I Dare You!
Human beings have this amazing power to keep going, despite disaster and overwhelming odds. This point is poignantly illustrated in the life of Elena Zelayeta. Elena was a marvelous cook and superb hostess, and would entertain her guests with stories about where a particular dish originated. There were many courses in Elena’s dinners, and each course was explained to the dinner guests, making for a delightful evening.
Elena owned and operated a highly successful restaurant in San Fransisco, and while working in the kitchen one day, she received a phone call from the hospital. “Your husband has been in an accident. I must tell you that he is dead.”
Struggling with her emotions, now suddenly finding her husband had been taken from her, she reached out for strength from Almighty God. She told a friend, years ago, that she felt as though a great hand took hold of her own and lifted her up. She began to live a wonderful life, traveling the West Coast speaking to audiences, demonstrating her cooking on stage, cooking with “all the senses.” “After all,” she would say, “that is what cooking is about.”
What was her “secret?”, someone asked her. Her answer was priceless: “Always act as if the impossible were possible.”
Elena went on to write several cookbooks on Mexican, Spanish and California dishes, but her cookbooks were more than a mere collection of recipes. They were historical accounts of each dish, and equally entertaining as sitting at her table. Her books were as illustrative as her life and her stories.
By sitting at her table, or reading her books, one might not know that Elena was blind.
Elena saw the world from her heart, and she gave back to the world. You can find rare copies of her books on Amazon.
William Danforth was a sickly child, born after the Civil War in 1870. He lived for 86 years, and passed away when I was but a scrawny child myself. I was only 3 years old when he passed in 1956, and I never knew of him — until one early morning I was reading about him.
As a small boy in school, he was hollow-chested and sallow-cheeked, suffering from the chills and fever of malaria. One of his teachers, George Warren Krall, was a “health crank” — always espousing healthy living. The boys laughed his ideas, letting them go in one ear and out the other. He singled out young Danforth one day and dared him to become the “healthiest boy” in his class.
Practically all the other boys were husky and fit, compared to William. But Mr. Krall dared him to “…chase those chills and fever out…” of his body and become healthy. “I dare you to fill your body with fresh air, pure water, wholesome food and daily exercise until your cheeks are rosy, your chest full and your imbs sturdy.”
It seemed like an insurmountable challenge, due to the fact that Danforth lived in the country, surrounded by swamps, long before the days of sewage systems and drainage ditches.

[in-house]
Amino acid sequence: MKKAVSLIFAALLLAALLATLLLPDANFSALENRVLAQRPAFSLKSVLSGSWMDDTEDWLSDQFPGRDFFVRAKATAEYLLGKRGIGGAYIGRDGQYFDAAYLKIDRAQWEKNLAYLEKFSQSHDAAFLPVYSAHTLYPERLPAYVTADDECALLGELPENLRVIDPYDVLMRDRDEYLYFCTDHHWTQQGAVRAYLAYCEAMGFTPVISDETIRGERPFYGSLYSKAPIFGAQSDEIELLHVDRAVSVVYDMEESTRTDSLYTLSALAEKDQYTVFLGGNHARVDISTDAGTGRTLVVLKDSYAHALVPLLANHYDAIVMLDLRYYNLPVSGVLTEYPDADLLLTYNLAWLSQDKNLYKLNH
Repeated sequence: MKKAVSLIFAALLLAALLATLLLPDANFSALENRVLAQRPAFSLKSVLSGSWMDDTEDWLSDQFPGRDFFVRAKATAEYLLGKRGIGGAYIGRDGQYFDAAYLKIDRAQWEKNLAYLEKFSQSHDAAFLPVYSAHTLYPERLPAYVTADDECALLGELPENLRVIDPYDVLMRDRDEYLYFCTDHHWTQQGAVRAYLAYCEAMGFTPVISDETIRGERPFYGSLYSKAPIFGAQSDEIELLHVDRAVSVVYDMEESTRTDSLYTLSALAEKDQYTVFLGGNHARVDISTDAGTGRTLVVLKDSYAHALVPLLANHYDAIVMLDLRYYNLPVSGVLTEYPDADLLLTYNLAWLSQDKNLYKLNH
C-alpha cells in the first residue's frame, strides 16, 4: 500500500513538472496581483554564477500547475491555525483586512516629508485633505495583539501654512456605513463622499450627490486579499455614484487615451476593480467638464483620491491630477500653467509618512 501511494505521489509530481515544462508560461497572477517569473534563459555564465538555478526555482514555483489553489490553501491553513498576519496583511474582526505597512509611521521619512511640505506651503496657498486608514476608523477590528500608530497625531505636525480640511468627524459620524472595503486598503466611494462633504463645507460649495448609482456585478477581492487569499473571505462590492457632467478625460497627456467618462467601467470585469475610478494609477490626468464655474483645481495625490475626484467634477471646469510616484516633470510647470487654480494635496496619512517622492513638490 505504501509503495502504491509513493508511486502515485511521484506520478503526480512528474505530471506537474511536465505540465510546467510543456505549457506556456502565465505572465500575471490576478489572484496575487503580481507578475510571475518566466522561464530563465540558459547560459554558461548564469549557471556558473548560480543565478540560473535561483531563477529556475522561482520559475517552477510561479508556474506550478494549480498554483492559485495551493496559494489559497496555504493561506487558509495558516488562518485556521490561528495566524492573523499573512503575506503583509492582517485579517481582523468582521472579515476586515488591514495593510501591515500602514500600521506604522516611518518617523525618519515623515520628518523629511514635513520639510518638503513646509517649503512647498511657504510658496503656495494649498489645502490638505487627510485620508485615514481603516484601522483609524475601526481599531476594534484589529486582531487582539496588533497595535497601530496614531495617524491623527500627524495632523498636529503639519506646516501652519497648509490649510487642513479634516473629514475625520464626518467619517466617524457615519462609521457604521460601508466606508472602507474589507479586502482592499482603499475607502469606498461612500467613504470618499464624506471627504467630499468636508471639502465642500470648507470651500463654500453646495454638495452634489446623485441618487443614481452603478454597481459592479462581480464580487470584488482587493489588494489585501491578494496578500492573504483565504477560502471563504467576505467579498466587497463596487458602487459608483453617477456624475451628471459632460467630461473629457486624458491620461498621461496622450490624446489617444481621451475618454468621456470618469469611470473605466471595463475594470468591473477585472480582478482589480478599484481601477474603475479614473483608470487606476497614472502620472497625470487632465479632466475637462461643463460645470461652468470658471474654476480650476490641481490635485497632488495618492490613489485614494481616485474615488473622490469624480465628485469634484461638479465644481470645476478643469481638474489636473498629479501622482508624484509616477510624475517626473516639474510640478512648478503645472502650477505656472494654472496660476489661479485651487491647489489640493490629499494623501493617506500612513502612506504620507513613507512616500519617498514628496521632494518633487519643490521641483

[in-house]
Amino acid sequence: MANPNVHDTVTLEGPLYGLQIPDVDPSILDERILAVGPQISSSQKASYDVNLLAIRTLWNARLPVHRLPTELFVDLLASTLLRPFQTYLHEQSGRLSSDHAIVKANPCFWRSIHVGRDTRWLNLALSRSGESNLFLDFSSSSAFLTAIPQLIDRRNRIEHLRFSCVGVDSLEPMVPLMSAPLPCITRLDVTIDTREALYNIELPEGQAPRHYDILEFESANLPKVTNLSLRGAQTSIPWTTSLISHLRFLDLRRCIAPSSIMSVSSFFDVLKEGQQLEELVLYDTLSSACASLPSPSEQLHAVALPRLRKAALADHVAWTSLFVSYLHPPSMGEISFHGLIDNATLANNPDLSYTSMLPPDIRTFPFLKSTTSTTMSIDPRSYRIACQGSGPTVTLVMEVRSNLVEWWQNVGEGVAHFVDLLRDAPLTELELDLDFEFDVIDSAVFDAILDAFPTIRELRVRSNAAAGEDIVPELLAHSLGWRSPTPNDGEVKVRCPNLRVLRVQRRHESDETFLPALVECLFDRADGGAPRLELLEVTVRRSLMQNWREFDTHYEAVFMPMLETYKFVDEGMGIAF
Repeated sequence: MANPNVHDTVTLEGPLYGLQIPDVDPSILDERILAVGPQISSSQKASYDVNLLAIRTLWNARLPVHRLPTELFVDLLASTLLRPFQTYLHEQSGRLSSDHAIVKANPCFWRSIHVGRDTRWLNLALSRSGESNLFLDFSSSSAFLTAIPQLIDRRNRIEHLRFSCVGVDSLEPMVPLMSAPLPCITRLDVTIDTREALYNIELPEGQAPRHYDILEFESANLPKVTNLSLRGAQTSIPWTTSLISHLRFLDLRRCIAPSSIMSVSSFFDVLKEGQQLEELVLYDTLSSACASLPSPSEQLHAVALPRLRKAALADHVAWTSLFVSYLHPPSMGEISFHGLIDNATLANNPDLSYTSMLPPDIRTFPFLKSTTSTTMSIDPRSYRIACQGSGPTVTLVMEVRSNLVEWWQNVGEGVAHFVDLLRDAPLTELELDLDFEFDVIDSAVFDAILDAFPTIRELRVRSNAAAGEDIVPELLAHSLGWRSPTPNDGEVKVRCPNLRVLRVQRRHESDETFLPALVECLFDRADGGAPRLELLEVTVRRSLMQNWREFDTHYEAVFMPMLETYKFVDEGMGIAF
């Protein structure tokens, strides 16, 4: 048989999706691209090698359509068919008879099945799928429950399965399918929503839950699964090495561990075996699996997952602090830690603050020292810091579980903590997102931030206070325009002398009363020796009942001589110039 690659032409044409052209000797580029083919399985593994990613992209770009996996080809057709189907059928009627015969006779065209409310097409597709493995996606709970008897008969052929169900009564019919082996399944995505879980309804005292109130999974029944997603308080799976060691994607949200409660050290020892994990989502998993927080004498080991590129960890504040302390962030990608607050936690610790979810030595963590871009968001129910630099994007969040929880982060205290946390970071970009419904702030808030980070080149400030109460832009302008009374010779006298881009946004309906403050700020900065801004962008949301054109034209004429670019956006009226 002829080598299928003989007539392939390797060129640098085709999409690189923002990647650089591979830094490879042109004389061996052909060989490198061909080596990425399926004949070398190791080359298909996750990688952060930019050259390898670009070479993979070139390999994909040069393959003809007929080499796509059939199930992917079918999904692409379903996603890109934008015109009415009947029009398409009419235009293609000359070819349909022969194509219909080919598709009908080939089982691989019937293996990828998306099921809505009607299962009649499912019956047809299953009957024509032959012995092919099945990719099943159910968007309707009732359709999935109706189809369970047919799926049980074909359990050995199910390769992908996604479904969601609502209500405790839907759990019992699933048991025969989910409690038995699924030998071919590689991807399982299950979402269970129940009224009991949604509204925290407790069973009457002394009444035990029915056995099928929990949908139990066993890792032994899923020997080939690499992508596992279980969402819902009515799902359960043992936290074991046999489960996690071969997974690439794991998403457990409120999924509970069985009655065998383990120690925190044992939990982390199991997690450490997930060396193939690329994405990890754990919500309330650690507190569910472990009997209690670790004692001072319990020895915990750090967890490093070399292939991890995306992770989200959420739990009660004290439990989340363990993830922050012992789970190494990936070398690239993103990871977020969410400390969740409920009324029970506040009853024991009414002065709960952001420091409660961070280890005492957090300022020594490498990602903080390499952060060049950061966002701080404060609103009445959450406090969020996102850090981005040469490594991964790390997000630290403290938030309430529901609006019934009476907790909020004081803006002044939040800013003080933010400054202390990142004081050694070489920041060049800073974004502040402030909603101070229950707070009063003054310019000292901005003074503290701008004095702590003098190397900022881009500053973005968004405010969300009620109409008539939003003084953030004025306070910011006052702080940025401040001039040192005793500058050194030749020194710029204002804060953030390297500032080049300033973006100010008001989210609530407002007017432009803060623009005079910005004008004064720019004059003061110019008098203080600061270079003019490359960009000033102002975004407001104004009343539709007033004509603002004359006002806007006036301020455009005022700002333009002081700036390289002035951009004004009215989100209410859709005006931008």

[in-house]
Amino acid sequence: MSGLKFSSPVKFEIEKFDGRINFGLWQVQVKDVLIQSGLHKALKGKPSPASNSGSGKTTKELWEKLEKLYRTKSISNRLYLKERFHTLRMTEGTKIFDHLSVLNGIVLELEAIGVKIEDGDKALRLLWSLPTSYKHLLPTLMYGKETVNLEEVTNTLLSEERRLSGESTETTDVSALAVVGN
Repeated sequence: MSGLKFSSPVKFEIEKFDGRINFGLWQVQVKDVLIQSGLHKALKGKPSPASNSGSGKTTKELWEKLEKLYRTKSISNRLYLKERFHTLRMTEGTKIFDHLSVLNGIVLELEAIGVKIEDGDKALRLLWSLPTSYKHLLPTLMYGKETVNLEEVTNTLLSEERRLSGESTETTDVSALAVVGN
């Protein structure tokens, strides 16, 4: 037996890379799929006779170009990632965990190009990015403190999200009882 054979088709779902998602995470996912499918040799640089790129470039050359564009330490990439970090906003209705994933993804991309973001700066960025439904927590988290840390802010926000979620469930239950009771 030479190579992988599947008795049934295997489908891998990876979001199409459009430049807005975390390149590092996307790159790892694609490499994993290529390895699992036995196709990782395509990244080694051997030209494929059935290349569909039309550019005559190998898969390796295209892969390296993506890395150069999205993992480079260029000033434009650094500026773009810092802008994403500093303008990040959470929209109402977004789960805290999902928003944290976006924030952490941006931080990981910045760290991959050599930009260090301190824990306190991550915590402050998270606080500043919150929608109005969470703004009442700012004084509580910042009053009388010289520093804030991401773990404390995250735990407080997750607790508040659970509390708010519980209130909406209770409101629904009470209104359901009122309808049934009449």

A fire was lit in William Danforth, and he took the dare, and he developed a splendid, robust physique. Seventy years after that time, he enthusiastically showed others the exercises he performed to acheive that physique. He drew an audience of about twenty-five people in the lobby of the old Jefferson Hotel in St. Louis, and proceeded to show them his exercises.
He said, “Everyone can be strong.” And they believed it. He out-lived all his former classmates.
Mr. Danforth went on to tell about a salesman named Henry Woods. Henry came into Danforth’s office one morning and told him, “Mr. Danforth, I’ve had it. I haven’t got the ability. You shouldn’t be paying me the money I receive. I feel guilty taking it. I’m quitting right now.”
Mr. Danforth looked at him and said, “I refuse to accept your resignation. I dare you, Henry, to go out right now – today – and do the biggest sales job that you’ve ever done. I dare you.”
The light of battle lit up in Henry Woods’ eyes with the same surge that Danforth had experienced years ago when challenged by Mr. Krall.
Henry left the office and came back that evening with the largest collection of orders for sales and laid them down on Mr. Danforth’s desk. The experience changed him permanently for the rest of his life. Woods went on, sharing his experiences with others.
Danforth went on to inspire others in his life. He would come in contact with young people who had latent talents for leadership and challenge them to greater heights in their lives.
He came across a young man who was working as a mechanic in a large electrical firm, struggling to get by in life. This mechanic was perplexed by the fact that many other young men his age were out-stripping him because of their technical education. Sensing his abilities to be much more than a mechanic, Danforth dared him to quit his job and go back to school.
Again, he saw the priceless light of battle spark in the young man’s eyes, and he went to college. He had no idea where the money was going to come from, but went on to graduate with honors and became a successful electrical engineer. He went on, too, to share his experiences with others, daring them to become more than what they were.
William Danforth is most famous for founding the Ralston-Purina Company, and also founded the American Youth Foundation in 1925 as a resource for inspiring kids to becoming the best they can be.
The spirit of this “can do” philosophy is encapsulated in the lives of Elena Zelayeta and William Danforth.
What can you dare today?